NSC expo
Subscribe or Register
View Cart  

Earn recertification points from the Board of Certified Safety Professionals by taking a quiz about this issue.

What's Your Opinion?

Do you believe most underrecording of injuries is unintentional or deliberate?

Take the poll and add your comment.

Vote Results

Wearing fall protection harnesses in hot weather

August 1, 2007

Tags
  • / Print
  • Reprints
  • Text Size:
    A A
In hot weather, wearing a harness can become uncomfortable. Are there ways a worker can alter his or her harness to become less restrictive and increase breathability? Are there other measures that can be taken to avoid heat stress?

Answered by Nate Bohmbach, softgoods product manager, Capital Safety, Red Wing, MN.

A worker should never loosen the straps or leave a strap unbuckled on his or her harness to provide more comfort in hot climates. In the event of a fall, arrest forces will not be properly distributed to the entire body if the straps are loosened. Rather, energy will be concentrated on the leg straps, which could result in injury. Leaving a strap unbuckled will not protect the worker in the event of a fall.

A harness should always be worn tight enough so that it feels snug, yet comfortable. A good rule of thumb for educating a worker on how tight to wear his or her harness is the "fist test": You should just barely be able to fit your fist between the leg strap of your harness and your leg. If a worker can easily slip his or her fist between the strap and leg, the harness is not tight enough.

Fortunately, there are other ways to mitigate the effects of the sun on a hot day. Harnesses are available that are made with materials designed to wick away moisture from the body, much like the fiber used in several lines of athletic apparel. Removable padding lined with 3-D mesh also can help the harness feel more breathable and provide comfort should a male worker decide to don the harness without a shirt underneath. However, wearing a harness without a shirt is not recommended – not only because of sun exposure, but also because fall arrest can be more painful if the harness is in direct contact with the skin.

Sweat has not demonstrated negative long-term effects on harnesses; however, a harness should be washed periodically. Following any exposure to moisture, the harness should be hung and dried properly to avoid mildew growth, which can affect the durability of a harness. Likewise, long-term sun exposure can cause webbing on a harness to deteriorate. If the harness shows signs of significant fading or mildew, it should be removed from service.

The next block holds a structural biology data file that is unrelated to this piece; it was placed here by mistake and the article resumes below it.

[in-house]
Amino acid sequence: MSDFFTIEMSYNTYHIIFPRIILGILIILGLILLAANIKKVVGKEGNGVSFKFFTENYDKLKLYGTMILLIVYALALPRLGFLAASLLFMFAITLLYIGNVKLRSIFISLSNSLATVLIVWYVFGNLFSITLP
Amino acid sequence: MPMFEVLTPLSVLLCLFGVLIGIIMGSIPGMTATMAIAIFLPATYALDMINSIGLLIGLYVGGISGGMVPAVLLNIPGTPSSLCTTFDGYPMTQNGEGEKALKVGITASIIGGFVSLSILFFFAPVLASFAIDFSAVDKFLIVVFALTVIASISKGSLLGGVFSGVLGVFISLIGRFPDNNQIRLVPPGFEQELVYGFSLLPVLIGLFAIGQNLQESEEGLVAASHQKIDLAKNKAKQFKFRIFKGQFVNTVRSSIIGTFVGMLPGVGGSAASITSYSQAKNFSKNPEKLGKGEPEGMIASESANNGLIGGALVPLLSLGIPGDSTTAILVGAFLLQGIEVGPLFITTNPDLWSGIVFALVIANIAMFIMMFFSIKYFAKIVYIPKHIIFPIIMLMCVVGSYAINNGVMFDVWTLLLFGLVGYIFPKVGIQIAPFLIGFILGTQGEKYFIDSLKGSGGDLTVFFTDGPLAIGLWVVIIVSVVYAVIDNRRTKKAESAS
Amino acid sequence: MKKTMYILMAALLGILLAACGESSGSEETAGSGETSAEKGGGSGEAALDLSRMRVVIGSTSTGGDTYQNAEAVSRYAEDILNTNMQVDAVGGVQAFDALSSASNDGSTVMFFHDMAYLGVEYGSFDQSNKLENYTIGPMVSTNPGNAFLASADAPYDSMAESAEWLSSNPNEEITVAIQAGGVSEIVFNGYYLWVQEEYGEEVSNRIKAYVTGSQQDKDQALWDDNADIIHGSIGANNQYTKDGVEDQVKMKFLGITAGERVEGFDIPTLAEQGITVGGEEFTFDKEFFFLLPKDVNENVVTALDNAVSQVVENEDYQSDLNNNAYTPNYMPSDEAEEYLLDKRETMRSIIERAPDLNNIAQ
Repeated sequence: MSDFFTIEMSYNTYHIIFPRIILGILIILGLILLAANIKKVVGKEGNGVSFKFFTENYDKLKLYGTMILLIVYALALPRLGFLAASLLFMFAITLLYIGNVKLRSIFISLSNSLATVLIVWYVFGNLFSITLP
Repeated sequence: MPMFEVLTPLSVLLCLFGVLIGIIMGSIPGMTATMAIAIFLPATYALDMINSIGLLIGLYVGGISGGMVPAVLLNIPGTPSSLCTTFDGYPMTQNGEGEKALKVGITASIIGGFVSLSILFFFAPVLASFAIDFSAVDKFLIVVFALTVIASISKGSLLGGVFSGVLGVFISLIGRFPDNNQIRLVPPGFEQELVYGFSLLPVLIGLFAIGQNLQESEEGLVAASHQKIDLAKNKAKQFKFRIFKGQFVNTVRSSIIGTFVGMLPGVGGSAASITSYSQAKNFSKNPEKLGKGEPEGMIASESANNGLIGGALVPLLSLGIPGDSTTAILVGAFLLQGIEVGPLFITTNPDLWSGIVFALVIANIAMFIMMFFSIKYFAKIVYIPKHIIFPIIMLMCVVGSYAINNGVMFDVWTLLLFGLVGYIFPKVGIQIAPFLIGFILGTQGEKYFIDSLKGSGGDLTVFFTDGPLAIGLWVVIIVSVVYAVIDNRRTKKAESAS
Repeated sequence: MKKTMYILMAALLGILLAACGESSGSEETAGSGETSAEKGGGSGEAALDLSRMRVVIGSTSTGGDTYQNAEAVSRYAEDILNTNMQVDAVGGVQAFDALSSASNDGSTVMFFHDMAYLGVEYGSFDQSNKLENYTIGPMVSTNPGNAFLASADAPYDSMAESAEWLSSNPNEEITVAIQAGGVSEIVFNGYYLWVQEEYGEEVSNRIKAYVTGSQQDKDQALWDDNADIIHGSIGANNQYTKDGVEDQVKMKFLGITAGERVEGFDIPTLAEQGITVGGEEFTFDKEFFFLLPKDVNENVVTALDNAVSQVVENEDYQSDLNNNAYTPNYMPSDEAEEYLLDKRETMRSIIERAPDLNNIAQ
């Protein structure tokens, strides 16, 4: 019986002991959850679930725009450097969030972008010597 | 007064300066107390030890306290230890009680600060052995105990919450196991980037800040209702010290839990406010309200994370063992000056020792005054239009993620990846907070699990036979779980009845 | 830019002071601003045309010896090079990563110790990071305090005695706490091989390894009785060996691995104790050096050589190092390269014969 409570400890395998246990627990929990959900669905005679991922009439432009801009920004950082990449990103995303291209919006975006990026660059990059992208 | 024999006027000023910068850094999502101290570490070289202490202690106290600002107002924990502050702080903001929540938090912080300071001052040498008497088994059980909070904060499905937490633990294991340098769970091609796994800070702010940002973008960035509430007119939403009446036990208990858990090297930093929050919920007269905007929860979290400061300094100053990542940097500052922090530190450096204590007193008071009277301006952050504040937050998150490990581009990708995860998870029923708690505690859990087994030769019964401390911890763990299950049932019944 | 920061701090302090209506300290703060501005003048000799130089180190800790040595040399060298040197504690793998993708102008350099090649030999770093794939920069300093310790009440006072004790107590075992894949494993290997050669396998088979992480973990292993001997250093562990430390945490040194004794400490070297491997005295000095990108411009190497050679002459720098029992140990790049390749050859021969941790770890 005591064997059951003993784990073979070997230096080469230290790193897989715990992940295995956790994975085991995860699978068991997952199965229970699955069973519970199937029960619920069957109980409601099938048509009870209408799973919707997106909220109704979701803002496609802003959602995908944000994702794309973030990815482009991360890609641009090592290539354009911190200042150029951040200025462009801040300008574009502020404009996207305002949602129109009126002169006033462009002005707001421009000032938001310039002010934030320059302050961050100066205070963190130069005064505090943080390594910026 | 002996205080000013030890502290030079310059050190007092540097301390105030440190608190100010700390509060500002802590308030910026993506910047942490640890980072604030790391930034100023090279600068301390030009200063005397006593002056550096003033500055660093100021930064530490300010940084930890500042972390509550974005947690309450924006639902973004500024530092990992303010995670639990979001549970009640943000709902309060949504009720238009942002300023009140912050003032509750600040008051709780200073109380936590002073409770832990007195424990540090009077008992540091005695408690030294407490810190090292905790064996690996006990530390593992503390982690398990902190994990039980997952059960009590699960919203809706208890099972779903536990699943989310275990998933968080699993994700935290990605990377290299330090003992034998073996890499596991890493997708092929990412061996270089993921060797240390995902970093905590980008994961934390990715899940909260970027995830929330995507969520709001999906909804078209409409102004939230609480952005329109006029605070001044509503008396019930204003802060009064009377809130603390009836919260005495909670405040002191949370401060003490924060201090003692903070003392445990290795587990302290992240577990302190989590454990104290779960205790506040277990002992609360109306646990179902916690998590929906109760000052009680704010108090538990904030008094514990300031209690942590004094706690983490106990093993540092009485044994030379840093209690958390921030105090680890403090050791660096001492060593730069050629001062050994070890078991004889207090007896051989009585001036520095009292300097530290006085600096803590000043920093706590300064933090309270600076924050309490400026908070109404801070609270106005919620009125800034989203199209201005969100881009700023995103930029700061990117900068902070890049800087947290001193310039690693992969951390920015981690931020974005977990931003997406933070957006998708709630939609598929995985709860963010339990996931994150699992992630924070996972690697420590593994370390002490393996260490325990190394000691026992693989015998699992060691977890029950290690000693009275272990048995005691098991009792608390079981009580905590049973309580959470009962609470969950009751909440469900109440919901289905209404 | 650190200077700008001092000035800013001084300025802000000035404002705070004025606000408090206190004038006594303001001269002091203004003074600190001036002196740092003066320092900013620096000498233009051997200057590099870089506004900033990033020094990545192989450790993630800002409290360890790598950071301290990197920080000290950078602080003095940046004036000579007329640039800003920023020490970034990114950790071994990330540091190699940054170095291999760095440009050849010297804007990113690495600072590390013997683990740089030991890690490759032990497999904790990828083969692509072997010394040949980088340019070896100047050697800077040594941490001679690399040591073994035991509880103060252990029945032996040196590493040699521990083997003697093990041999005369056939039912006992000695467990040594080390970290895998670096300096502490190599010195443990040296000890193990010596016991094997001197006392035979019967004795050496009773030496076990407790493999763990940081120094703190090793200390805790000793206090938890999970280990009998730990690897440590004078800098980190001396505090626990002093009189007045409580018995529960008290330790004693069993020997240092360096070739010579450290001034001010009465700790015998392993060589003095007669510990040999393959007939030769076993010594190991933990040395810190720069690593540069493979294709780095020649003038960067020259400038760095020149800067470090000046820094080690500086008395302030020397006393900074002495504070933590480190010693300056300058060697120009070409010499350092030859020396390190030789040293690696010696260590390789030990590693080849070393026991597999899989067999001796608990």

When workers become hot, it is not just discomfort that can cause a work slowdown. Excessive heat can lead to disorders such as heat cramps, heat exhaustion and heat stroke. Dehydration often is a cause of these conditions. The challenge that workers at height face is that they are often separated from a water source, and it is not always convenient or feasible to carry fluids on a jobsite. Harness accessories such as clip-on water carriers are one solution to this problem. These accessories keep the water source close but out of the way and hands-free. Essentially, a pack with a built-in fluid container is strapped on to the back of the harness, just below the D-ring. A drinking tube is connected to the container and clipped to the front of the harness. The important thing to keep in mind with these and other accessories is that they should not block the harness's safety components, and they should easily snap free in an emergency.



Post a comment to this article

Safety+Health welcomes comments that promote respectful dialogue. Please stay on topic. Comments that contain personal attacks, profanity or abusive language – or those aggressively promoting products or services – will be removed. We reserve the right to determine which comments violate our comment policy.